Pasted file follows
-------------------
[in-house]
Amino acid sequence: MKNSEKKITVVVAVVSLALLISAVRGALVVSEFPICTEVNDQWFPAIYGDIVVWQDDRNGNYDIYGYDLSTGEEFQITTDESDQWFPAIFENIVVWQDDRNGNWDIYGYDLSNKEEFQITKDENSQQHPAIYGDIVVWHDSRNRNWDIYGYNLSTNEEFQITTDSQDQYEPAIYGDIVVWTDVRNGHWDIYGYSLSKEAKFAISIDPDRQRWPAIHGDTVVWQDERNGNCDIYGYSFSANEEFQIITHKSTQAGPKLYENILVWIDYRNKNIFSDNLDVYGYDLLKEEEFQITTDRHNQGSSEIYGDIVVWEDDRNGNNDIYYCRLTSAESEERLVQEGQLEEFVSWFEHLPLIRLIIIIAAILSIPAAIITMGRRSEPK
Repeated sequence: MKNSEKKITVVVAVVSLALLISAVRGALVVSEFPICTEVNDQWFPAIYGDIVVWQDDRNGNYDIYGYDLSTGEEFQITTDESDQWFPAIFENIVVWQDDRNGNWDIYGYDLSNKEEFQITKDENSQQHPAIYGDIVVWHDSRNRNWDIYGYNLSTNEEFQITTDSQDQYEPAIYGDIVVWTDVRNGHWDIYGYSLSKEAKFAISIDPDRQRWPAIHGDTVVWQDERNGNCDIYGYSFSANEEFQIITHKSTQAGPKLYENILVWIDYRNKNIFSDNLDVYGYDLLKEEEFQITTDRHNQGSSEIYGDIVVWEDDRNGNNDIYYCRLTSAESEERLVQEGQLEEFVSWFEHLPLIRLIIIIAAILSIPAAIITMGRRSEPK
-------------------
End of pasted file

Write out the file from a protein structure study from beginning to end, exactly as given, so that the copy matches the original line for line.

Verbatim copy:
[in-house]
Amino acid sequence: MKNSEKKITVVVAVVSLALLISAVRGALVVSEFPICTEVNDQWFPAIYGDIVVWQDDRNGNYDIYGYDLSTGEEFQITTDESDQWFPAIFENIVVWQDDRNGNWDIYGYDLSNKEEFQITKDENSQQHPAIYGDIVVWHDSRNRNWDIYGYNLSTNEEFQITTDSQDQYEPAIYGDIVVWTDVRNGHWDIYGYSLSKEAKFAISIDPDRQRWPAIHGDTVVWQDERNGNCDIYGYSFSANEEFQIITHKSTQAGPKLYENILVWIDYRNKNIFSDNLDVYGYDLLKEEEFQITTDRHNQGSSEIYGDIVVWEDDRNGNNDIYYCRLTSAESEERLVQEGQLEEFVSWFEHLPLIRLIIIIAAILSIPAAIITMGRRSEPK
Repeated sequence: MKNSEKKITVVVAVVSLALLISAVRGALVVSEFPICTEVNDQWFPAIYGDIVVWQDDRNGNYDIYGYDLSTGEEFQITTDESDQWFPAIFENIVVWQDDRNGNWDIYGYDLSNKEEFQITKDENSQQHPAIYGDIVVWHDSRNRNWDIYGYNLSTNEEFQITTDSQDQYEPAIYGDIVVWTDVRNGHWDIYGYSLSKEAKFAISIDPDRQRWPAIHGDTVVWQDERNGNCDIYGYSFSANEEFQIITHKSTQAGPKLYENILVWIDYRNKNIFSDNLDVYGYDLLKEEEFQITTDRHNQGSSEIYGDIVVWEDDRNGNNDIYYCRLTSAESEERLVQEGQLEEFVSWFEHLPLIRLIIIIAAILSIPAAIITMGRRSEPK